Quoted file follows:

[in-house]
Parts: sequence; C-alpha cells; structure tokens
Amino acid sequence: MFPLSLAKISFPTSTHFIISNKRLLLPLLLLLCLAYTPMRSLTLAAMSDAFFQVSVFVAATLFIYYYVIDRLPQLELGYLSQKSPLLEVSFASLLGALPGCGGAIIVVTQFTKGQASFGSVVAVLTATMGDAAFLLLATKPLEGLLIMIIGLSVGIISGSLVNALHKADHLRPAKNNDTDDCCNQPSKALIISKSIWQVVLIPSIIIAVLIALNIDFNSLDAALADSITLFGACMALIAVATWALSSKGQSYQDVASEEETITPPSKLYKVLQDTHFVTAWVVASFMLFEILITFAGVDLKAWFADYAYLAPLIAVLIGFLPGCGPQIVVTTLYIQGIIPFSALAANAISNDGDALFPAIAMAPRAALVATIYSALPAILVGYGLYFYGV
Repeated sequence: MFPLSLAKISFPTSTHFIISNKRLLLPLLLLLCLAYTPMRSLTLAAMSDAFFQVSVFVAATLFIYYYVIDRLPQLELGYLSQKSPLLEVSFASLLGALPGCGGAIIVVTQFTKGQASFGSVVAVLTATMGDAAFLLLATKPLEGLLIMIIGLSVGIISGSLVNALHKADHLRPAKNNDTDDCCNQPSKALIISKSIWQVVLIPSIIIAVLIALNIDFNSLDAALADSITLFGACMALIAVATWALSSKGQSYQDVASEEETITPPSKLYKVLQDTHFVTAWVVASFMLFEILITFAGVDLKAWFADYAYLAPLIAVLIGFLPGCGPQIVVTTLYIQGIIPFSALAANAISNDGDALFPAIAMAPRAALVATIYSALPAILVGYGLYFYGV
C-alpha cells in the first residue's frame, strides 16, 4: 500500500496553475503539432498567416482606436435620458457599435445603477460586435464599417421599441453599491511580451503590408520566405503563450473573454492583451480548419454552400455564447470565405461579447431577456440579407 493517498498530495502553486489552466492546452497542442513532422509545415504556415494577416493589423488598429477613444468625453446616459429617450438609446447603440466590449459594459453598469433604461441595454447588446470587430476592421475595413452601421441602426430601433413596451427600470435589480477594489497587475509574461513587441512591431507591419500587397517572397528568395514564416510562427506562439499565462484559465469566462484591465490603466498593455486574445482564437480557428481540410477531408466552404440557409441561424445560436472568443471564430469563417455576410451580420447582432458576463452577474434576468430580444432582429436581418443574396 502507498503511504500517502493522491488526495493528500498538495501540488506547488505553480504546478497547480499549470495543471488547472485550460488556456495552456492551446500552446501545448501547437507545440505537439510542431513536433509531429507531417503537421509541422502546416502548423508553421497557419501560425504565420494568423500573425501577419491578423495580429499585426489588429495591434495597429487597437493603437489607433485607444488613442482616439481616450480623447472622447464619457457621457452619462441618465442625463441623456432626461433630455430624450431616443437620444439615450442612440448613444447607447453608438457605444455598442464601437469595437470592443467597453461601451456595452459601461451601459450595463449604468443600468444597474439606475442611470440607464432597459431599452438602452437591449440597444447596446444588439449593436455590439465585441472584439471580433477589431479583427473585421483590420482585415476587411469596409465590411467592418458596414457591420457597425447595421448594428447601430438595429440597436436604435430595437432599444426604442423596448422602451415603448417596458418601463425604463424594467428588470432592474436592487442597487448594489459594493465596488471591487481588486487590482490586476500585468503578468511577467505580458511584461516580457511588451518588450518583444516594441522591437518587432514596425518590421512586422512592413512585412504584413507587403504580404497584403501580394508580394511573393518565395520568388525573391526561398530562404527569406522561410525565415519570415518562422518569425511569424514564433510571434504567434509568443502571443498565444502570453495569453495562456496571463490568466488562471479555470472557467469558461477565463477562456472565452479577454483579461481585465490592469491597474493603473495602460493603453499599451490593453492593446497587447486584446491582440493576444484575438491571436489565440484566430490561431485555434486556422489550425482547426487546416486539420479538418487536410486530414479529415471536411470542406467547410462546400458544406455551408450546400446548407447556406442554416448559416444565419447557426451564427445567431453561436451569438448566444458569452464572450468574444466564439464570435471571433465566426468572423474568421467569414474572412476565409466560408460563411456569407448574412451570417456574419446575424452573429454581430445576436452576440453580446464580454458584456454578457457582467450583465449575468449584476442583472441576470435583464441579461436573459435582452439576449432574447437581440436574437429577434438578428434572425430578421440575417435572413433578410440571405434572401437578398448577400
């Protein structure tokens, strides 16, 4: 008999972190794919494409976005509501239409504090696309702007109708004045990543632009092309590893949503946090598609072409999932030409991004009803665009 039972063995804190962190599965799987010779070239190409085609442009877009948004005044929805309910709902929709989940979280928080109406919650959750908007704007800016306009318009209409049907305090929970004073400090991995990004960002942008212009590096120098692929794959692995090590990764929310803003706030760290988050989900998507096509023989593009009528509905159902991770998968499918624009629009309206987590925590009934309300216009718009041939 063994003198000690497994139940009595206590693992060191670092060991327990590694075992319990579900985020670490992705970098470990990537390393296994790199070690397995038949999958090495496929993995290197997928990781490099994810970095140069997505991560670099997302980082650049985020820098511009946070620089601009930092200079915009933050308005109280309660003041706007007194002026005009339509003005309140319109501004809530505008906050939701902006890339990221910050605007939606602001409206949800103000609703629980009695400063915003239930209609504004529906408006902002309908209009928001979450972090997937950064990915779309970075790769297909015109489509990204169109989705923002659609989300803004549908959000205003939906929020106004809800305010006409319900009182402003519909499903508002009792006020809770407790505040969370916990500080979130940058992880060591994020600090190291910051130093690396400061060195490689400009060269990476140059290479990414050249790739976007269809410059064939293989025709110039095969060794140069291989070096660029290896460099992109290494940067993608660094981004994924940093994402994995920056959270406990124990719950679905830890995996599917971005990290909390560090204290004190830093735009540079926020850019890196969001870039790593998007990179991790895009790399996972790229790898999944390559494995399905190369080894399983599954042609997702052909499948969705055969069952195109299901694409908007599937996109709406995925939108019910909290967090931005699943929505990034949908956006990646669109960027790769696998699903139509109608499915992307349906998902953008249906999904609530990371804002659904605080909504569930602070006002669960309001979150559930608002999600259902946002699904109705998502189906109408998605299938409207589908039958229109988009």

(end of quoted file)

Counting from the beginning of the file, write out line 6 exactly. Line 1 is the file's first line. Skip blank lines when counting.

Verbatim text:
């Protein structure tokens, strides 16, 4: 008999972190794919494409976005509501239409504090696309702007109708004045990543632009092309590893949503946090598609072409999932030409991004009803665009 039972063995804190962190599965799987010779070239190409085609442009877009948004005044929805309910709902929709989940979280928080109406919650959750908007704007800016306009318009209409049907305090929970004073400090991995990004960002942008212009590096120098692929794959692995090590990764929310803003706030760290988050989900998507096509023989593009009528509905159902991770998968499918624009629009309206987590925590009934309300216009718009041939 063994003198000690497994139940009595206590693992060191670092060991327990590694075992319990579900985020670490992705970098470990990537390393296994790199070690397995038949999958090495496929993995290197997928990781490099994810970095140069997505991560670099997302980082650049985020820098511009946070620089601009930092200079915009933050308005109280309660003041706007007194002026005009339509003005309140319109501004809530505008906050939701902006890339990221910050605007939606602001409206949800103000609703629980009695400063915003239930209609504004529906408006902002309908209009928001979450972090997937950064990915779309970075790769297909015109489509990204169109989705923002659609989300803004549908959000205003939906929020106004809800305010006409319900009182402003519909499903508002009792006020809770407790505040969370916990500080979130940058992880060591994020600090190291910051130093690396400061060195490689400009060269990476140059290479990414050249790739976007269809410059064939293989025709110039095969060794140069291989070096660029290896460099992109290494940067993608660094981004994924940093994402994995920056959270406990124990719950679905830890995996599917971005990290909390560090204290004190830093735009540079926020850019890196969001870039790593998007990179991790895009790399996972790229790898999944390559494995399905190369080894399983599954042609997702052909499948969705055969069952195109299901694409908007599937996109709406995925939108019910909290967090931005699943929505990034949908956006990646669109960027790769696998699903139509109608499915992307349906998902953008249906999904609530990371804002659904605080909504569930602070006002669960309001979150559930608002999600259902946002699904109705998502189906109408998605299938409207589908039958229109988009």